Let's start with a cartoon:
We could have doubled down on making the middle class so capable that it could compete with anyone, but I think instead, what we did collectively is we made a series of unsustainable promises to maintain the illusion of prosperity. Promises like: let's extend credit to the middle class so that people can consume—especially houses; promises like the government will increasingly cover your healthcare costs in retirement, promises like the government will directly employ you. You then take those promises, couple them with a nasty recession and two wars and you wind up with a government that is physically hobbled and politically divided. So from government and from business you've got a systematic underinvestment in those shared resources that we need for the middle class to thrive... It is a tricky moment. I really see us at a crossroads with two pathways. The current path is one where federal policy makers squabble for partisan gains, delay tough choices, and make America a less attractive place to compete. Business leaders pursue their narrow short-term interest and free ride off each other's investments—the business environment deteriorates, businesses leave America, the government enacts anti-business policies, companies reduce their U.S. activities further, and distrust deepens.
There is however another, far-better path possible. Federal policy makers put their long-term fiscal house in order, invest in infrastructure, enact policies that make America a great place to do business. Business leaders recognizing their long-run interest is in a vibrant commons take steps to build a skilled workforce, to upgrade local suppliers, to foster innovation, to reinforce education. The productivity gains enable firms in the U.S. to win in the global market place while also creating jobs that lift living standards.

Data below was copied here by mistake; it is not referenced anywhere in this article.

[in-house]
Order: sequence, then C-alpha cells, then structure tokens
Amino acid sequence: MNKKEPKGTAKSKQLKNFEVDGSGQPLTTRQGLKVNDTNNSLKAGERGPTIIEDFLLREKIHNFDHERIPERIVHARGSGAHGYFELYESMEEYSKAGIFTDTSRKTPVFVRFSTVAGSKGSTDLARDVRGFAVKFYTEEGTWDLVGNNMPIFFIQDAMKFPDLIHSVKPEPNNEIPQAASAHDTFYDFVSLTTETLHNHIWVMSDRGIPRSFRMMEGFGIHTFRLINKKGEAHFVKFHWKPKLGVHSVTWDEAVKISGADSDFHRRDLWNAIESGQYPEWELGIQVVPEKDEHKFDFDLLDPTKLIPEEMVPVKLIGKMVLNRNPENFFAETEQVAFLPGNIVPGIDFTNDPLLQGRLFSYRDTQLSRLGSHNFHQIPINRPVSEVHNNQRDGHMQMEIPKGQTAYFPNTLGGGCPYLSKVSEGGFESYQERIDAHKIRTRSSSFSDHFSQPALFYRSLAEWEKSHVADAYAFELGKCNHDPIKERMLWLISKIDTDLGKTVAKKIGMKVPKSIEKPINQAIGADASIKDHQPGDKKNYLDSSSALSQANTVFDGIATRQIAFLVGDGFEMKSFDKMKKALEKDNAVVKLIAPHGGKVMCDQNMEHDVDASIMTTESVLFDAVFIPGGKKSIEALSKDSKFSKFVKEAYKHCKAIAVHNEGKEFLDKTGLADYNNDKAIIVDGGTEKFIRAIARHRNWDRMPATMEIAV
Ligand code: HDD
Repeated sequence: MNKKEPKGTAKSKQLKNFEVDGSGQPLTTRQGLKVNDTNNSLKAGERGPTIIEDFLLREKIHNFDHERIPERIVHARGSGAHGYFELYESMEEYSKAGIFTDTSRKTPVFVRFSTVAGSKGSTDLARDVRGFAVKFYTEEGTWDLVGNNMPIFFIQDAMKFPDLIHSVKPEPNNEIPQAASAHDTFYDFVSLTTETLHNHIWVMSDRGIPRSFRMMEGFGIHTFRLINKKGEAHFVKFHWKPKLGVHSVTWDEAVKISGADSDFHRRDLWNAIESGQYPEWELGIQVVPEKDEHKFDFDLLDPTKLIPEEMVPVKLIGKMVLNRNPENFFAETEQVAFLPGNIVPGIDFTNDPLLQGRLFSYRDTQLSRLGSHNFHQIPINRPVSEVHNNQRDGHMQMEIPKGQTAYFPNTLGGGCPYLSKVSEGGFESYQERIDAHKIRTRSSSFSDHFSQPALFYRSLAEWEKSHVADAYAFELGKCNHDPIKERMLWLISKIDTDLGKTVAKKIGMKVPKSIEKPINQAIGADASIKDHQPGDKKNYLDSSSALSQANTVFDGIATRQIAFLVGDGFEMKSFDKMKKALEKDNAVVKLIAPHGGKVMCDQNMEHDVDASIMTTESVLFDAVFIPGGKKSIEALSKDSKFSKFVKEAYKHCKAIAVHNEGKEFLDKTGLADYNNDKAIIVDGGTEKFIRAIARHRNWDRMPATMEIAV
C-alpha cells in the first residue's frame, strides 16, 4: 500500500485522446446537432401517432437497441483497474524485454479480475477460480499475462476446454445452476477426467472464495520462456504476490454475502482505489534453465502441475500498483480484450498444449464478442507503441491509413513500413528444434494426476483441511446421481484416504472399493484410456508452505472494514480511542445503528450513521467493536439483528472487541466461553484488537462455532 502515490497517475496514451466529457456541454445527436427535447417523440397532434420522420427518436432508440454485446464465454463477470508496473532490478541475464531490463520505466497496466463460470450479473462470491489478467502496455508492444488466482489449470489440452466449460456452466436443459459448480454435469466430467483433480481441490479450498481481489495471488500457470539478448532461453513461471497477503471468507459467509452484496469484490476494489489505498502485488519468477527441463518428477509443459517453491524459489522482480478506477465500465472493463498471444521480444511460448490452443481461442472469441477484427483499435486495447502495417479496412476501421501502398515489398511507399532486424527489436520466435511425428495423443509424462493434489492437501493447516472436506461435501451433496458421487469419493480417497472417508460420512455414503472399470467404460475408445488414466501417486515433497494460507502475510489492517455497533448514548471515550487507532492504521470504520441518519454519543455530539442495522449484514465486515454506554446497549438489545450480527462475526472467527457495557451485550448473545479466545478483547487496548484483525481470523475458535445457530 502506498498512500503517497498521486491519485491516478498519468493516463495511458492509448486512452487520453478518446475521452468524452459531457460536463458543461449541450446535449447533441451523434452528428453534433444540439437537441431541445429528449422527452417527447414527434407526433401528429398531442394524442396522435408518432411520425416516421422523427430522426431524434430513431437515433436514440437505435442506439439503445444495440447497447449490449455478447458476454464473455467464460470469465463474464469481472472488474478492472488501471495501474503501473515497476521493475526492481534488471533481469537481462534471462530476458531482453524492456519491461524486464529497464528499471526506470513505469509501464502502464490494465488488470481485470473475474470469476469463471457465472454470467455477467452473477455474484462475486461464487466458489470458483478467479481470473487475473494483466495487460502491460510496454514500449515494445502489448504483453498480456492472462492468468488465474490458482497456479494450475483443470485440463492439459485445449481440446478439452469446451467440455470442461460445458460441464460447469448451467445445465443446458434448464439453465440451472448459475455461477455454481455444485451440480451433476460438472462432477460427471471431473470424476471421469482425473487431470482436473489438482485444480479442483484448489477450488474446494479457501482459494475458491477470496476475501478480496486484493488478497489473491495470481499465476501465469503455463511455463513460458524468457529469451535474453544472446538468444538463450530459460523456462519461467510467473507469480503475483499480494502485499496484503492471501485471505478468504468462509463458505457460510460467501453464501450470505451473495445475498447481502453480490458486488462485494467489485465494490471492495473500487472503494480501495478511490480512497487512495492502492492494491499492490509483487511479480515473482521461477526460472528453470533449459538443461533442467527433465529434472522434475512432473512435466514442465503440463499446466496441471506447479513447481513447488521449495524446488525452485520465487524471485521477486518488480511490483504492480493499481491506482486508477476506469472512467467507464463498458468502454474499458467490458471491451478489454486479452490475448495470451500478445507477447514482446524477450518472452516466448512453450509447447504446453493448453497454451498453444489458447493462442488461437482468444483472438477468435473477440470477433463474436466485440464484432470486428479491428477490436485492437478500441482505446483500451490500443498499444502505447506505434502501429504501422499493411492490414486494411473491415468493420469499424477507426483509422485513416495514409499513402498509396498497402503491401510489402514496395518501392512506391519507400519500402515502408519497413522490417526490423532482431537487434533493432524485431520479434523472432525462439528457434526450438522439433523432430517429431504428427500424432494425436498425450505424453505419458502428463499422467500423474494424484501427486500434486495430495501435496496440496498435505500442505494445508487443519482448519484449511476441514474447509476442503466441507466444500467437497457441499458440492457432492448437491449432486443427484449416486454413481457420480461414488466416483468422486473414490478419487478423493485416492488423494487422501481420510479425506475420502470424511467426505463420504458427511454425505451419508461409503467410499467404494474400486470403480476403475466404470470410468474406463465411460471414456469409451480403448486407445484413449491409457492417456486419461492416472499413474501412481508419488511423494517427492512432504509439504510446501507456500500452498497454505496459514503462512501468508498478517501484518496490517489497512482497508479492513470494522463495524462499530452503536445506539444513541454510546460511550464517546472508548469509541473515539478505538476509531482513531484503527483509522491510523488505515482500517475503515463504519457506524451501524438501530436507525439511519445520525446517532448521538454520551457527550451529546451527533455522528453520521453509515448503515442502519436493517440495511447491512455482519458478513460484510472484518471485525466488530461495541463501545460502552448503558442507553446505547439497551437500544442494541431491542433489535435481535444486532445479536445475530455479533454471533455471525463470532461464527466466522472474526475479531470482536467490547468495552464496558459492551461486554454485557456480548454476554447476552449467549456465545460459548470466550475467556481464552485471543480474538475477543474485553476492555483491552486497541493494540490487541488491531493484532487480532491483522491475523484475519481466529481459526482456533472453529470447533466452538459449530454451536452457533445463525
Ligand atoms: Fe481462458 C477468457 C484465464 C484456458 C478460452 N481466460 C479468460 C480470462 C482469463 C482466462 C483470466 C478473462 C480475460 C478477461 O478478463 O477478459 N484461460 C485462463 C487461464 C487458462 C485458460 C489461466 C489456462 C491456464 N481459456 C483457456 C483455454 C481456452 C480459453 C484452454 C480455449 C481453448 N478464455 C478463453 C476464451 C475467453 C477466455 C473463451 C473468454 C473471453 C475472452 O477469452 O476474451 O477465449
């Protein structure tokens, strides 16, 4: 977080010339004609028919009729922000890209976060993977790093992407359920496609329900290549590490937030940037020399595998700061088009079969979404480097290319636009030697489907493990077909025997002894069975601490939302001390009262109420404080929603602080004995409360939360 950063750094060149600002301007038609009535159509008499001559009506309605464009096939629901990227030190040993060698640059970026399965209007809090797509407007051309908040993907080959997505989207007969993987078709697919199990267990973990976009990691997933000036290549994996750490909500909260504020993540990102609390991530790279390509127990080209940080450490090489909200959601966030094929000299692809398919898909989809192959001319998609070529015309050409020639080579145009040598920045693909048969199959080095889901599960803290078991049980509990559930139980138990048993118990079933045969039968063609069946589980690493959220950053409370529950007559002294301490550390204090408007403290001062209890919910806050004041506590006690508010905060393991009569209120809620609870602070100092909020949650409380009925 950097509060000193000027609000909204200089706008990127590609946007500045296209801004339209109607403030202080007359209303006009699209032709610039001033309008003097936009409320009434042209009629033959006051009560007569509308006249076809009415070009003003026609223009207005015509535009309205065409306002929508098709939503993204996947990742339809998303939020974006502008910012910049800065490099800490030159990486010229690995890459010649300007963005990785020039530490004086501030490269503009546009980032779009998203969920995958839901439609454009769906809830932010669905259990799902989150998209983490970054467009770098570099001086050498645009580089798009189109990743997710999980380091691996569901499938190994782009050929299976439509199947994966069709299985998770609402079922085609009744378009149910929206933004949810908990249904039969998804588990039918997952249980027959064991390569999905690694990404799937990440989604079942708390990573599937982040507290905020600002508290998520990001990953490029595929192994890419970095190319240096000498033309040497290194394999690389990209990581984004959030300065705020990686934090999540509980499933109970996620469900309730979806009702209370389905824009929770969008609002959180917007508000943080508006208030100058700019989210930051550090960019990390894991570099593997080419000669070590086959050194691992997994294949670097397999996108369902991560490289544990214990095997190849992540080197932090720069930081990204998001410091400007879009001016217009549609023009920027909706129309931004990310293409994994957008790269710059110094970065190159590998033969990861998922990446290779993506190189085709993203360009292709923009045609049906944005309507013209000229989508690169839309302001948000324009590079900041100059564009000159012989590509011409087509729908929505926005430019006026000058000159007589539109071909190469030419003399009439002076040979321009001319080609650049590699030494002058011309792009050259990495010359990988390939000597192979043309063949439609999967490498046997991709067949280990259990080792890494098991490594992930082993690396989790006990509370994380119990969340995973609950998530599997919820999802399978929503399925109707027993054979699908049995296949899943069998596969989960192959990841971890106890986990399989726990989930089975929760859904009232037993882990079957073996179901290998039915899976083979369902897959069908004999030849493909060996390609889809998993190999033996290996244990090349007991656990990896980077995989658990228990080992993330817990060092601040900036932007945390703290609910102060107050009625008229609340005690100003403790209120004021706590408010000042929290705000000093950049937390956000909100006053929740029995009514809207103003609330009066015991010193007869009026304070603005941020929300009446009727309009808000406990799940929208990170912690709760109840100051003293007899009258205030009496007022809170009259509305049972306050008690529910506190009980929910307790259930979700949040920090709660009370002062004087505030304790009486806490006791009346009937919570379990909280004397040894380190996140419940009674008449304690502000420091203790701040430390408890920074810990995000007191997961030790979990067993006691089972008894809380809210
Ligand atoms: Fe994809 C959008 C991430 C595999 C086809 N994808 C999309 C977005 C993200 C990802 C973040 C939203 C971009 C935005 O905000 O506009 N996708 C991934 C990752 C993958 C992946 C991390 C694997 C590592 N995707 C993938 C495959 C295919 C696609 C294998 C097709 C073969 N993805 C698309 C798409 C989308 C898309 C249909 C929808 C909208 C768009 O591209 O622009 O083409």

Over at CFR's Renewing America blog, Michael Spence looks at why public investment is so important and the role monetary policy plays:
Properly targeted public investment can do much to boost economic performance, generating aggregate demand quickly, fueling productivity growth by improving human capital, encouraging technological innovation, and spurring private-sector investment by increasing returns. Though public investment cannot fix a large demand shortfall overnight, it can accelerate the recovery and establish more sustainable growth patterns. The problem is that unconventional monetary policies in some major economies have created a low-yield environment, leaving investors somewhat desperate for high-yield options. Many pension funds are underwater, because the returns required to meet their longer-term liabilities seem unattainable. Meanwhile, capital is accumulating on high-net-worth balance sheets and in sovereign-wealth funds...Faced with tight fiscal (and political) constraints, policymakers should abandon the flawed notion that investments with broad – and, to some extent, non-appropriable – public benefits must be financed entirely with public funds. Instead, they should establish intermediation channels for long-term financing.
You also may be interested in this Al Jazeera story by David Cay Johnston about how U.S. companies are becoming geriatric, which he says isn't good for economic growth, jobs or wages:
A “startup deficit” began in the 1980s, the very era when President Ronald Reagan said he wanted to unshackle business from regulations and taxes to foster economic growth. In the early 1980s about 13 percent of businesses were less than a year old. Today only about 8 percent are. The corollary result, according to Pugsley and Şahin: “In the early 1980s, only around one-third of firms were 11 or more years old (what we call mature firms), while by 2012 almost half of all firms were 11 or more years old.” ..Workers who have a stable job with a firm that seems likely to endure are likely willing to tolerate less pay rather than take a gig for better pay at a new firm that may fail. A second study published last month examined wage inequality in the context of company size. Firms of all sizes pay about the same for jobs requiring no skills or only a modicum of skill, the data showed. But as firms get bigger, they pay more for highly skilled workers, according to Holger M. Mueller of New York University, Elena Simintzi of the University of British Columbia and Paige P. Ouimet of the University of North Carolina at Chapel Hill. As firms grow larger, this trend implies increased wage inequality, especially if there are relatively fewer — and therefore smaller — young firms.